Before meeting the donation handler, a maskless gymrat wearing a N.W.A. hoodie, at a donation trailer before going to my next errand, I thought maybe I’ll donate a few things, before deciding I’ll donate the whole box that’s been sitting in my trunk waiting for “the right home.” Some books and some DVDs. These objects shouldn’t rot waiting to be meandered through. If we don’t plan on using them, give them to others to reuse.
The “books not rotting” idea came to mind when I removed a book from this shelf.
Although inches away from a kitchen sink is not the ideal spot to store books, it works well, since I see them often. As I’ve shifted my entertainment media meandry priorities away from pure digital media like videos and videogames to reading, I’ve been finding myself more interested in clearing out books from my “Betterread” lists. This happens indirectly by donating books I know I won’t read, and, reading the ones I do. I wanted to read “What Lured Hemingway to Ketchum” by Hunter S. Thompson, which I couldn’t easily find online, but I found in my copy of The Great Shark Hunt.
This is what materialism should be for – using the item for something.
I don’t like writing about the things I donate as groups. Individually, I may write about an object before I donate it as a way of saying goodbye to it, but, how do you say goodbye to a box of DVDs you put away 6+ months ago that you have no interest in watching or even trying to sell? It could be wasted potential, sure, but I’m sinking money each month into a spare bedroom full of things I’m not using. I think it’s OK to waste potentially a $5 sale with $10+ worth of effort in time, gas, and waiting for the peace of mind of continuing the process of clearing out the apartment-mansion.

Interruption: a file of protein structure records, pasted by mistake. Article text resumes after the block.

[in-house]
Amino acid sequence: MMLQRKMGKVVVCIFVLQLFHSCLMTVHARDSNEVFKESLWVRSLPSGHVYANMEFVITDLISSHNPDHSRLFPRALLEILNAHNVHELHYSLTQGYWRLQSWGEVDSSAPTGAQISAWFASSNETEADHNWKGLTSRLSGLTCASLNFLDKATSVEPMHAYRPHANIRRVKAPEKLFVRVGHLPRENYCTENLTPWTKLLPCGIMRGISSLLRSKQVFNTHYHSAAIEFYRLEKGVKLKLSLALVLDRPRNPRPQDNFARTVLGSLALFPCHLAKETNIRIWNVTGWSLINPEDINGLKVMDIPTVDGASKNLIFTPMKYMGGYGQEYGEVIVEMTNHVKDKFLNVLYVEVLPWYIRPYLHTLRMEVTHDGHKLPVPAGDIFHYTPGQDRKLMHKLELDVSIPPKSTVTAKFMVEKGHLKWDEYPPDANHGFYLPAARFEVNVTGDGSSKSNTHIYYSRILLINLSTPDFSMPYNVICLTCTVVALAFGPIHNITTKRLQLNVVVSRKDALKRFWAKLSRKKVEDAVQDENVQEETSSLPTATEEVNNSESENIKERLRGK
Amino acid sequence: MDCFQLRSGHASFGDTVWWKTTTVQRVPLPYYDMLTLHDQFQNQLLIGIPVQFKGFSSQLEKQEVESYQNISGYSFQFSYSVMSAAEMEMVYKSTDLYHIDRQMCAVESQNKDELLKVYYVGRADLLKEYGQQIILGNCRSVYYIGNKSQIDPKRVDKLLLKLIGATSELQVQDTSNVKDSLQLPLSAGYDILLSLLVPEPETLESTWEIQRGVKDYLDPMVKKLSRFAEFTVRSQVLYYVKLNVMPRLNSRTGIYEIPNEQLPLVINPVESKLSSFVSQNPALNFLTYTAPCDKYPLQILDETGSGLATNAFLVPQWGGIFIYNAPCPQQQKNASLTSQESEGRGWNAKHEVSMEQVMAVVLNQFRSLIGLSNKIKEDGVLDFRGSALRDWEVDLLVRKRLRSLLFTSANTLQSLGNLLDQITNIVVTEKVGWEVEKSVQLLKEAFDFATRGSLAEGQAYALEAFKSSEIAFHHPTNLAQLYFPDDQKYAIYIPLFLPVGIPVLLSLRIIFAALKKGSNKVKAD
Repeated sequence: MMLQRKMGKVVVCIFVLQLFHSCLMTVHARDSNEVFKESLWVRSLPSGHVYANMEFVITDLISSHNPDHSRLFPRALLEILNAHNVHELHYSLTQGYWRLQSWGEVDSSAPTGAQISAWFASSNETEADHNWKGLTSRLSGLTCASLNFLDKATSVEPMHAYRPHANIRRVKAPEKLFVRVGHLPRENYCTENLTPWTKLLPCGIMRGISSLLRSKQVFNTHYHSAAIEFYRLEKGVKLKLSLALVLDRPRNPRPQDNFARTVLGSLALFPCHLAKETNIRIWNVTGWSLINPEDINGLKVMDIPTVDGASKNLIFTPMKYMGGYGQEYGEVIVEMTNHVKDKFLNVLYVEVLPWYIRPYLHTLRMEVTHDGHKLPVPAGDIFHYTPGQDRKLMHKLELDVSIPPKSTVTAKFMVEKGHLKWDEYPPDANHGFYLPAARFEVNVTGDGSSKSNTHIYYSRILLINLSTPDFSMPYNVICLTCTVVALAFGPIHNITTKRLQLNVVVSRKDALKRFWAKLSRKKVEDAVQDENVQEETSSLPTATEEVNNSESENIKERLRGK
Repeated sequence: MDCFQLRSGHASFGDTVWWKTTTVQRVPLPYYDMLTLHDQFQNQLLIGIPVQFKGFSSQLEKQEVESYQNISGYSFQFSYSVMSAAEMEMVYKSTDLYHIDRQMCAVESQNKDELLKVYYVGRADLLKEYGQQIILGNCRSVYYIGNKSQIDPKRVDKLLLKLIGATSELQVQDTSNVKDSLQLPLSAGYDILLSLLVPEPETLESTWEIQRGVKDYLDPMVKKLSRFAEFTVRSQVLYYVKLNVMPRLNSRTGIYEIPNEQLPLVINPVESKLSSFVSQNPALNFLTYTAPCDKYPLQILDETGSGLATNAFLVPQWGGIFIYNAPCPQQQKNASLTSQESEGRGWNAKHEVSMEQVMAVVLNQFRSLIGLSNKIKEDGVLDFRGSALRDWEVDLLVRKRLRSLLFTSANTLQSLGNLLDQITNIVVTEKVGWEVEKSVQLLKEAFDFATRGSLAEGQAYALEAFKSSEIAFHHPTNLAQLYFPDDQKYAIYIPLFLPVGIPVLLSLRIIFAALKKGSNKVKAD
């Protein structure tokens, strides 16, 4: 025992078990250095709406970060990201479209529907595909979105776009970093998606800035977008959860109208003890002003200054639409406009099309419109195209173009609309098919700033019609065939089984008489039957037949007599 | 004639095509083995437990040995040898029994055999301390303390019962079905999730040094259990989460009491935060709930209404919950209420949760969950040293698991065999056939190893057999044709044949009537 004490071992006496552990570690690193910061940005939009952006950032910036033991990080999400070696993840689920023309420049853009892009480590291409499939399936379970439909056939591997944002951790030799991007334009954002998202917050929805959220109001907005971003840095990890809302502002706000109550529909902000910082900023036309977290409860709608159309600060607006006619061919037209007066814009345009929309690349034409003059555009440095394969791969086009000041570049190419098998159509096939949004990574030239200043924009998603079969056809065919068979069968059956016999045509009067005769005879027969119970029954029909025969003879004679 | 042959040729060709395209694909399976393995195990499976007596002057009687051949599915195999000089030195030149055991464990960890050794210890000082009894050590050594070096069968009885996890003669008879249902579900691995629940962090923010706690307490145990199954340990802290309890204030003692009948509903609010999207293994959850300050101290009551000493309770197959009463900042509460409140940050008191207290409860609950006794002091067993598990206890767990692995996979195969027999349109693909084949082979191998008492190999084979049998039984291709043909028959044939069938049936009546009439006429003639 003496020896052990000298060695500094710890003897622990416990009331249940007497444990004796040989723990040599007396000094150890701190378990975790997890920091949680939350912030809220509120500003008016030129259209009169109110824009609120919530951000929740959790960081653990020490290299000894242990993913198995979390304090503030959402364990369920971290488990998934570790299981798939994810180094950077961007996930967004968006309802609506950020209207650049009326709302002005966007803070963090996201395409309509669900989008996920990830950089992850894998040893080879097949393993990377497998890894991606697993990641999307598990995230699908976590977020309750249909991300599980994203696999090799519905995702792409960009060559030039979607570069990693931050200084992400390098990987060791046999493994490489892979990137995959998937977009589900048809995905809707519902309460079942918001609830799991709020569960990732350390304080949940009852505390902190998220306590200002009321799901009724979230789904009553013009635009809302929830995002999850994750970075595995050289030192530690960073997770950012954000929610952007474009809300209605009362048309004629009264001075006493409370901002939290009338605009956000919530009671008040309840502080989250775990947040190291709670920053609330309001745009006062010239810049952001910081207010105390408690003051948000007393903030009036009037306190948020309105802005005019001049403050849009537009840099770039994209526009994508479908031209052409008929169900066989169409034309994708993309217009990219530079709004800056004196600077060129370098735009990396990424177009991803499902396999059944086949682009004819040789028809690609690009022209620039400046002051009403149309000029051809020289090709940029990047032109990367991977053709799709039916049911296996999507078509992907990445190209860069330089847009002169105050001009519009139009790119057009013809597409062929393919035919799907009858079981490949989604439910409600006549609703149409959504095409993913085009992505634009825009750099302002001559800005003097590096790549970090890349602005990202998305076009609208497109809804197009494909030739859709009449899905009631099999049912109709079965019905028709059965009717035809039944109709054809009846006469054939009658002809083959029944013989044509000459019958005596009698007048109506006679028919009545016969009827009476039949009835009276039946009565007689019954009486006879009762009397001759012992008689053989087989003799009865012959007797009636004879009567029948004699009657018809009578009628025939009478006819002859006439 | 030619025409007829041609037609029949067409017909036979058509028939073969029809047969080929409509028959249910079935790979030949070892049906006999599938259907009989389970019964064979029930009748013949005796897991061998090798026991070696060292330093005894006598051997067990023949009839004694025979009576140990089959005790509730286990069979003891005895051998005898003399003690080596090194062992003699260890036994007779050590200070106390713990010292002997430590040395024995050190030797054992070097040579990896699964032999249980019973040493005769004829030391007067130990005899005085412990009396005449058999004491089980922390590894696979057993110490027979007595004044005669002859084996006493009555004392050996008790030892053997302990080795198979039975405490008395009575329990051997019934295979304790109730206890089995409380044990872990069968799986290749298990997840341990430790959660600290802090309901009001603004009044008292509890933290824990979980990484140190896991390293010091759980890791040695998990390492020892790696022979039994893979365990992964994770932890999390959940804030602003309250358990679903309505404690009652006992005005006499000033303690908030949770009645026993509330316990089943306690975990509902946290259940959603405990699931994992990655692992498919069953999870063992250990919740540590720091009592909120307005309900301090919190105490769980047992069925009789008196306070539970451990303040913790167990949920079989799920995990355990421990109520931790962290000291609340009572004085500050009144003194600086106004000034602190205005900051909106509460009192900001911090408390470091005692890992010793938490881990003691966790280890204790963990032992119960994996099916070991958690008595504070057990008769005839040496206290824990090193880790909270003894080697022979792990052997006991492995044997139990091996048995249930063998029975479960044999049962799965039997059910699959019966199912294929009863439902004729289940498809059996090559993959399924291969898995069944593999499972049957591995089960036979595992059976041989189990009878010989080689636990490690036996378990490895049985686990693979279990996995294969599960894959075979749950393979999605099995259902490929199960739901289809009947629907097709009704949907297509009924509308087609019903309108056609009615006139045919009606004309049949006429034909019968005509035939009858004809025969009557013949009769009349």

I worried and worry, often, about where these objects will go.
The ideal place for unwanted books might be in any of the many free book stands that pop up in residential areas as a sort of community appreciation thing. Those books would benefit my local community over a non-profit or for-profit thrift store. If I truly wanted my unwanted items to go to “good homes,” I would spend hours researching potential locations, drive around trying to find them, and then put them in these stands for others to have… but what would they do with them? Then it clicked: whatever they do with these items is probably better than what I’ve done with them. They’ve been wasted potential. Unlike that Thompson book I read two essays from, the books I donated were ones that I either read and were bored by, never read as my interests shifted, or, would just be a waste of time for me to attempt.
I’ll continue needing to make hard decisions like this.